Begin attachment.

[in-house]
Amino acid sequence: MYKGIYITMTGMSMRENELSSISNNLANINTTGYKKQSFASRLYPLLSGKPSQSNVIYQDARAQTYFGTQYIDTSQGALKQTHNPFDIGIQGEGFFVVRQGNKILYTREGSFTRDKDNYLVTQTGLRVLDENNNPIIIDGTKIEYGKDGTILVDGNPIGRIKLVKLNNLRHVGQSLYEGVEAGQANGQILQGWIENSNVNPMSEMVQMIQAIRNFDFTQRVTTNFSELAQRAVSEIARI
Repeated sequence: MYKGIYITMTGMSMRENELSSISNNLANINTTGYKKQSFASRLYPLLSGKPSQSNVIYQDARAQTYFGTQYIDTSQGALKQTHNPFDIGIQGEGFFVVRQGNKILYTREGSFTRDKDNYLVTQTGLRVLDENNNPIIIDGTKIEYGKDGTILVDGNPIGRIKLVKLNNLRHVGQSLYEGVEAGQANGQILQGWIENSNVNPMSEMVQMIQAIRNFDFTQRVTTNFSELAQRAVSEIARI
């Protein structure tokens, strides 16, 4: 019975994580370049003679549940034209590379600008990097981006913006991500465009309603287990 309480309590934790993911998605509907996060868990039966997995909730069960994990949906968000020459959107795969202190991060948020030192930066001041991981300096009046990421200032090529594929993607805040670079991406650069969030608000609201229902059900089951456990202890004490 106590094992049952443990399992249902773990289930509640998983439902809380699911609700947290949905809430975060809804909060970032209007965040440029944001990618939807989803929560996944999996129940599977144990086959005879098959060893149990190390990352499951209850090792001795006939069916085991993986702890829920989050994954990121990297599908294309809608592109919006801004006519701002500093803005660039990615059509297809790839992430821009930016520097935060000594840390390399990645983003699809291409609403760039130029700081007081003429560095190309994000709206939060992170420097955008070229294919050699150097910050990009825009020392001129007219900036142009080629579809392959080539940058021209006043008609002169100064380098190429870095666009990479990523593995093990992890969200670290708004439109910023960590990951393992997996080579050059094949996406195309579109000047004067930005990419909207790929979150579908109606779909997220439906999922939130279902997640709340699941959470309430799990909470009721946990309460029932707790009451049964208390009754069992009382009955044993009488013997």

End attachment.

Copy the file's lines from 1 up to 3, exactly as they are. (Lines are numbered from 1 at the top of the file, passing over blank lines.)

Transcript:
[in-house]
Amino acid sequence: MYKGIYITMTGMSMRENELSSISNNLANINTTGYKKQSFASRLYPLLSGKPSQSNVIYQDARAQTYFGTQYIDTSQGALKQTHNPFDIGIQGEGFFVVRQGNKILYTREGSFTRDKDNYLVTQTGLRVLDENNNPIIIDGTKIEYGKDGTILVDGNPIGRIKLVKLNNLRHVGQSLYEGVEAGQANGQILQGWIENSNVNPMSEMVQMIQAIRNFDFTQRVTTNFSELAQRAVSEIARI
Repeated sequence: MYKGIYITMTGMSMRENELSSISNNLANINTTGYKKQSFASRLYPLLSGKPSQSNVIYQDARAQTYFGTQYIDTSQGALKQTHNPFDIGIQGEGFFVVRQGNKILYTREGSFTRDKDNYLVTQTGLRVLDENNNPIIIDGTKIEYGKDGTILVDGNPIGRIKLVKLNNLRHVGQSLYEGVEAGQANGQILQGWIENSNVNPMSEMVQMIQAIRNFDFTQRVTTNFSELAQRAVSEIARI